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How NOT to Choose Paint Colours (But Everybody Does It) – Maria Killam –

How NOT to Choose Paint Colours (But Everybody Does It)

This post is also an Ask Maria question. So here it is:

I have painted my family room with BM Clay Beige except the focal fireplace wall which I selected SW Exclusive Plum (6263). I am happy with those colors.

I personally like colors that make you feel lifted, happy, and free, especially with punch of a nice color(s) here and there. So, this new trend that is coming sounds so great for me!! I like BM color of 2014 selections (below)! Though I do not have enough deep blue to associate in my house. . .

I originally wanted to have very simple neutral wall color and have red accents through foyer and family room (as my front door is red: SW 6054 Canyon clay). I still like that idea but i also liked BM foyer idea pictures (attached) as it is not so typical foyer and that is what I went after.

The colors on the wall are: SW 6148 Wool Skein (foyer, as you enter, and upstairs hallway/catwalk), SW 7644 Gateway Gray (hallway to the family room, and to the garage) with two accent niches with SW 6277 Special Gray (to tie with family room fireplace wall accent), and SW 0031 Dutch Tile Blue. (thought brown, green, blue would make it like earth, trees, and sky though blue got too dark and not so airy for sky )

I like: How Wool Skein looks against front door when it is left open, and how it looks against wood trim. I like how Dutch tile blue looks against dark wood. My husband and two daughters loves gateway gray. I like the colors through family room to the hallway wall, Exclusive plum, Clay beige and Gateway Gray.

The problem is that I am not happy with as whole. Wool skein does not go nice with clay beige where the color meets upstairs at the catwalk. I am not sure about this color The biggest problem is the blue . It is not right blue. I think I should pick two colors; one color for foyer and hall way on the first floor, and one color on the stair wall. ( but then which color do you recommend for the catwalk/hall way on the second floor where you can see from foyer and family room?)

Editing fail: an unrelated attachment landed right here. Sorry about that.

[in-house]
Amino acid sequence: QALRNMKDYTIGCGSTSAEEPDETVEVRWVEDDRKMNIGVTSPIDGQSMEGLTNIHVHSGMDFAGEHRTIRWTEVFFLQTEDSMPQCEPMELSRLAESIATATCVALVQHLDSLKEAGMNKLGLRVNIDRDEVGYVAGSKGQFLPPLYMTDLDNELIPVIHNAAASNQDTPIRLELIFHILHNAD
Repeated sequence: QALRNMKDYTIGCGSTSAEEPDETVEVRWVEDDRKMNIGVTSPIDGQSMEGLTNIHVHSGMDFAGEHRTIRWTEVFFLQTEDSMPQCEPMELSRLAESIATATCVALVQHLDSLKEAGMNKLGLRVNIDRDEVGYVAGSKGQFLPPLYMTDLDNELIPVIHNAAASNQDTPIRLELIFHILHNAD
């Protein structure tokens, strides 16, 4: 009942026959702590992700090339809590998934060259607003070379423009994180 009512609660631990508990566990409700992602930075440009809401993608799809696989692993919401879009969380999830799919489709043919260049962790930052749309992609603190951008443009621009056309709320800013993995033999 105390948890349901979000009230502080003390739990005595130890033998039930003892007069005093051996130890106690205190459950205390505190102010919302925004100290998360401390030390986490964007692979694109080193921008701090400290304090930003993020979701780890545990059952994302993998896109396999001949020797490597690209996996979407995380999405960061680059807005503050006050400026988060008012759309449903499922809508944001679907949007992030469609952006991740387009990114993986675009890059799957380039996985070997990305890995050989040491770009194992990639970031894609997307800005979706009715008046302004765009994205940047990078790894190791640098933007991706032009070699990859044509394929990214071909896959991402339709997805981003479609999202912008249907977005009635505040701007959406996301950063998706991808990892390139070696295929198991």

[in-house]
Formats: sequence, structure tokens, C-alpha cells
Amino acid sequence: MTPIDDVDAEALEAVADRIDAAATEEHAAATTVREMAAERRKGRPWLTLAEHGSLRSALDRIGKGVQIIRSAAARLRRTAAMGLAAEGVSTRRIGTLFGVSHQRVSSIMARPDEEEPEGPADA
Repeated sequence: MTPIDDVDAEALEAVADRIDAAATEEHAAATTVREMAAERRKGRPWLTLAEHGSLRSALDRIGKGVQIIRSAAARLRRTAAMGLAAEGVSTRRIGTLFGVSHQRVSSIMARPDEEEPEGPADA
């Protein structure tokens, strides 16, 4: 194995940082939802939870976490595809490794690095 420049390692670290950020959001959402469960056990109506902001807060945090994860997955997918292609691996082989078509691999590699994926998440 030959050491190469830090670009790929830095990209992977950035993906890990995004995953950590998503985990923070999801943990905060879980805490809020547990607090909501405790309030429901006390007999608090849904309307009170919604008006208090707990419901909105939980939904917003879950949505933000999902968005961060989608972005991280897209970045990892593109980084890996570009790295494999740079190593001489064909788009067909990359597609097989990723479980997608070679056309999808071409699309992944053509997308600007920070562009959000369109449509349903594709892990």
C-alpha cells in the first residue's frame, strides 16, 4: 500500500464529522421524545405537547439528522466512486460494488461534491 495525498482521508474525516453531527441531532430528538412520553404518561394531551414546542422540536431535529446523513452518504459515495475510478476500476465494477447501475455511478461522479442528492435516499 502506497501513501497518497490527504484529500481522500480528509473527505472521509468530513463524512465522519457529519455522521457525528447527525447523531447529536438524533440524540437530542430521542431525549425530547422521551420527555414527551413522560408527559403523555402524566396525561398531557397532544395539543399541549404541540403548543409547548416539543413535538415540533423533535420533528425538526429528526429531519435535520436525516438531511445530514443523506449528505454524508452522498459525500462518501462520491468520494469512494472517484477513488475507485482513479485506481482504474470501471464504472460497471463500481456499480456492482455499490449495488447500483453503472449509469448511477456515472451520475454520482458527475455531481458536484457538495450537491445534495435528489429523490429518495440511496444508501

I do not have to stick with any of those colors, though less to change is easier I could even use Gateway Gray for the office (off of Foyer), or guestroom (off of Family room, which might be a good idea Yes??)

This is a great question because you are not alone in this dilemma. Here s why your colours are bugging you right now.

It doesn t matter how many times I have said it here on this blog, here, here and here. It still doesn t land for so many people because you move into a new house, look around at your blank walls and think that s the place where you should start when choosing a colour scheme.

Especially if you re not a decorator so it might not occur to you that your living room needs to be decorated first. We all have our talents right? I can t do what you can do but I can definitely help you chose a starting point that will then immediately provide you with a colour scheme that is more than just beige or grey.

Okay, so back to choosing colours. Our walls are either covered in the previous homeowners choices or they are blank, waiting for our personality. So we start looking at paint colours and trying to figure out which colour/s work the best.

And here is where the problem starts. Paint stores sell PAINT not fabric or furniture so when the consumer arrives at a paint store they get a brochure with colour palettes that have been chosen to give you Inspiration .

If a colour consultant wants to get colour training, there are many courses to be found that teach you how to choose colours schemes that look good together just by spinning the colour wheel.

This does not help you learn how to choose colour in a real house with existing fixed elements that are for the most part wrong in so many cases, not unlike the finishes this homeowner has inherited.

First, let s dissect this random colour palette, chosen by the paint company.

The reason my reader is not at all happy about the blue is because dark greyed blues like this generally start to feel like a mans den or a teenage boys room.